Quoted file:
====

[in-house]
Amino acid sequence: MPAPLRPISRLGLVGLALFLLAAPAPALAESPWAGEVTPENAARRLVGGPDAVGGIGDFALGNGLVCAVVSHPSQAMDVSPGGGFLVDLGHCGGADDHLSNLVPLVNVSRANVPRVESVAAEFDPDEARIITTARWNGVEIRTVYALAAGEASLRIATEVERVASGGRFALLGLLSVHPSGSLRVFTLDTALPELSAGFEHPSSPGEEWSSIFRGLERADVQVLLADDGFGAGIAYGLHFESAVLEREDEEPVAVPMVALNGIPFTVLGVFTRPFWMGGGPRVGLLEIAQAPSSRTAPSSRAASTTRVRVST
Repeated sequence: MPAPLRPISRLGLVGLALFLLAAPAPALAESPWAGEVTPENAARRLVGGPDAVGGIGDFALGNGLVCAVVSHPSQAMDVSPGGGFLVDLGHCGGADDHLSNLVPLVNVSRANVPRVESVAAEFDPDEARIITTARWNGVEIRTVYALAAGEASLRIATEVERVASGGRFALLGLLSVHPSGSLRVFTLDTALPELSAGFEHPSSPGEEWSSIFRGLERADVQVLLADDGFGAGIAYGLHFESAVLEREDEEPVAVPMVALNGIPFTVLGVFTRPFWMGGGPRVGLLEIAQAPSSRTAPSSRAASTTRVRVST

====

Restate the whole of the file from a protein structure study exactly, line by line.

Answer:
[in-house]
Amino acid sequence: MPAPLRPISRLGLVGLALFLLAAPAPALAESPWAGEVTPENAARRLVGGPDAVGGIGDFALGNGLVCAVVSHPSQAMDVSPGGGFLVDLGHCGGADDHLSNLVPLVNVSRANVPRVESVAAEFDPDEARIITTARWNGVEIRTVYALAAGEASLRIATEVERVASGGRFALLGLLSVHPSGSLRVFTLDTALPELSAGFEHPSSPGEEWSSIFRGLERADVQVLLADDGFGAGIAYGLHFESAVLEREDEEPVAVPMVALNGIPFTVLGVFTRPFWMGGGPRVGLLEIAQAPSSRTAPSSRAASTTRVRVST
Repeated sequence: MPAPLRPISRLGLVGLALFLLAAPAPALAESPWAGEVTPENAARRLVGGPDAVGGIGDFALGNGLVCAVVSHPSQAMDVSPGGGFLVDLGHCGGADDHLSNLVPLVNVSRANVPRVESVAAEFDPDEARIITTARWNGVEIRTVYALAAGEASLRIATEVERVASGGRFALLGLLSVHPSGSLRVFTLDTALPELSAGFEHPSSPGEEWSSIFRGLERADVQVLLADDGFGAGIAYGLHFESAVLEREDEEPVAVPMVALNGIPFTVLGVFTRPFWMGGGPRVGLLEIAQAPSSRTAPSSRAASTTRVRVST